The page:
The MRCP PDU is textual using an ISO 10646 character set in the UTF-8 encoding (RFC 3629 [12]) to allow many different languages to be represented. However, to assist in compact representations, MRCP also allows other character sets such as ISO 8859-1 to be used when desired. The MRCP protocol headers and field names use only the US-ASCII subset of UTF-8. Internationalization only applies to certain fields like grammar, results, speech markup, etc., and not to MRCP as a whole. Lines are terminated by CRLF, but receivers SHOULD be prepared to also interpret CR and LF by themselves as line terminators. Also, some parameters in the PDU may contain binary data or a record spanning multiple lines. Such fields have a length value associated with the parameter, which indicates the number of octets immediately following the parameter. The whole MRCP PDU is encoded in the body of the session level message as a MIME entity of type application/mrcp. The individual MRCP messages do not have addressing information regarding which resource the request/response are to/from. Instead, the MRCP message relies on the header of the session level message carrying it to deliver the request to the appropriate resource, or to figure out who the response or event is from. The MRCP message set consists of requests from the client to the server, responses from the server to the client and asynchronous events from the server to the client. All these messages consist of a start-line, one or more header fields (also known as "headers"), an empty line (i.e., a line with nothing preceding the CRLF) indicating the end of the header fields, and an optional message body. generic-message = start-line message-header CRLF [ message-body ] message-body = *OCTET start-line = request-line / status-line / event-line The message-body contains resource-specific and message-specific data that needs to be carried between the client and server as a MIME entity. The information contained here and the actual MIME-types used to carry the data are specified later when addressing the specific messages.
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   If a message contains data in the message body, the header fields
   will contain content-headers indicating the MIME-type and encoding of
   the data in the message body.

5.1. Request

An MRCP request consists of a Request line followed by zero or more parameters as part of the message headers and an optional message body containing data specific to the request message. The Request message from a client to the server includes, within the first line, the method to be applied, a method tag for that request, and the version of protocol in use. request-line = method-name SP request-id SP mrcp-version CRLF The request-id field is a unique identifier created by the client and sent to the server. The server resource should use this identifier in its response to this request. If the request does not complete with the response, future asynchronous events associated with this request MUST carry the request-id. request-id = 1*DIGIT The method-name field identifies the specific request that the client is making to the server. Each resource supports a certain list of requests or methods that can be issued to it, and will be addressed in later sections. method-name = synthesizer-method / recognizer-method The mrcp-version field is the MRCP protocol version that is being used by the client. mrcp-version = "MRCP" "/" 1*DIGIT "." 1*DIGIT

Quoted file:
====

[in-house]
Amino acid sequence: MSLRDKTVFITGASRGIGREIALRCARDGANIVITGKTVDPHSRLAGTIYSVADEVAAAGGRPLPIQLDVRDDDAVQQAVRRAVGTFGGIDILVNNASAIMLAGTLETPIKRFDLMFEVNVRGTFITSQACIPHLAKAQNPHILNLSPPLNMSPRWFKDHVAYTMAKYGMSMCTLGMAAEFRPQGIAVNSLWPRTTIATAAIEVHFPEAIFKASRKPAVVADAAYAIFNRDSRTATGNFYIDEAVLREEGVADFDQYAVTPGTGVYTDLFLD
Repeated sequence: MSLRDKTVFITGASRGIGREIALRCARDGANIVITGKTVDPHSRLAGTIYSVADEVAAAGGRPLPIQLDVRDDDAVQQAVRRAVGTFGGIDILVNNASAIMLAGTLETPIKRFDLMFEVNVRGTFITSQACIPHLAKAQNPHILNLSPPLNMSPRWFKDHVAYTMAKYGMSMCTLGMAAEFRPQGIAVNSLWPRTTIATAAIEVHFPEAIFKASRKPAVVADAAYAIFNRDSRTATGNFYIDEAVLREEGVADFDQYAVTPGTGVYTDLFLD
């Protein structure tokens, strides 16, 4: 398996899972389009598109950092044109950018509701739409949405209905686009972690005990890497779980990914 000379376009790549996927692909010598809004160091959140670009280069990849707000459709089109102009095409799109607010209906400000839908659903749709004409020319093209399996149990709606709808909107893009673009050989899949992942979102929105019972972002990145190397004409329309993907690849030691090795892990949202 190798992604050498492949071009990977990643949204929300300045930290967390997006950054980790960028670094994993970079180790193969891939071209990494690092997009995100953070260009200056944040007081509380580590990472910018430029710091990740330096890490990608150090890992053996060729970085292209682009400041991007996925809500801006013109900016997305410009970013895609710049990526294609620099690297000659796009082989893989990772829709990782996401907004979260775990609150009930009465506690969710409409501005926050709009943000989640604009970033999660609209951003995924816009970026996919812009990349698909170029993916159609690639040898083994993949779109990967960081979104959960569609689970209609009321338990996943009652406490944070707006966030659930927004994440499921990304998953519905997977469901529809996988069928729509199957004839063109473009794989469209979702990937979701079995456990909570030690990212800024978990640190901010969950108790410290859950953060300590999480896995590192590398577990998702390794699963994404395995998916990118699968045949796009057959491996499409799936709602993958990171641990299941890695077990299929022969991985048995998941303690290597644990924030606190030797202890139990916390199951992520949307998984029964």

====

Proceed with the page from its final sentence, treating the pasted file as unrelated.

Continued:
5.2. Response

After receiving and interpreting the request message, the server resource responds with an MRCP response message. It consists of a status line optionally followed by a message body. response-line = mrcp-version SP request-id SP status-code SP request-state CRLF
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   The mrcp-version field used here is similar to the one used in the
   Request Line and indicates the version of MRCP protocol running on
   the server.

   The request-id used in the response MUST match the one sent in the
   corresponding request message.

   The status-code field is a 3-digit code representing the success or
   failure or other status of the request.

   The request-state field indicates if the job initiated by the Request
   is PENDING, IN-PROGRESS, or COMPLETE.  The COMPLETE status means that
   the Request was processed to completion and that there will be no
   more events from that resource to the client with that request-id.
   The PENDING status means that the job has been placed on a queue and
   will be processed in first-in-first-out order.  The IN-PROGRESS
   status means that the request is being processed and is not yet
   complete.  A PENDING or IN-PROGRESS status indicates that further
   Event messages will be delivered with that request-id.

     request-state    =  "COMPLETE"
                      /  "IN-PROGRESS"
                      /  "PENDING"

5.2.1. Status Codes

The status codes are classified under the Success(2XX) codes and the Failure(4XX) codes.
5.2.1.1. Success 2xx
200 Success 201 Success with some optional parameters ignored.
5.2.1.2. Failure 4xx
401 Method not allowed 402 Method not valid in this state 403 Unsupported Parameter 404 Illegal Value for Parameter 405 Not found (e.g., Resource URI not initialized or doesn't exist) 406 Mandatory Parameter Missing 407 Method or Operation Failed (e.g., Grammar compilation failed in the recognizer. Detailed cause codes MAY BE available through a resource specific header field.) 408 Unrecognized or unsupported message entity
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      409       Unsupported Parameter Value
      421-499   Resource specific Failure codes

5.3. Event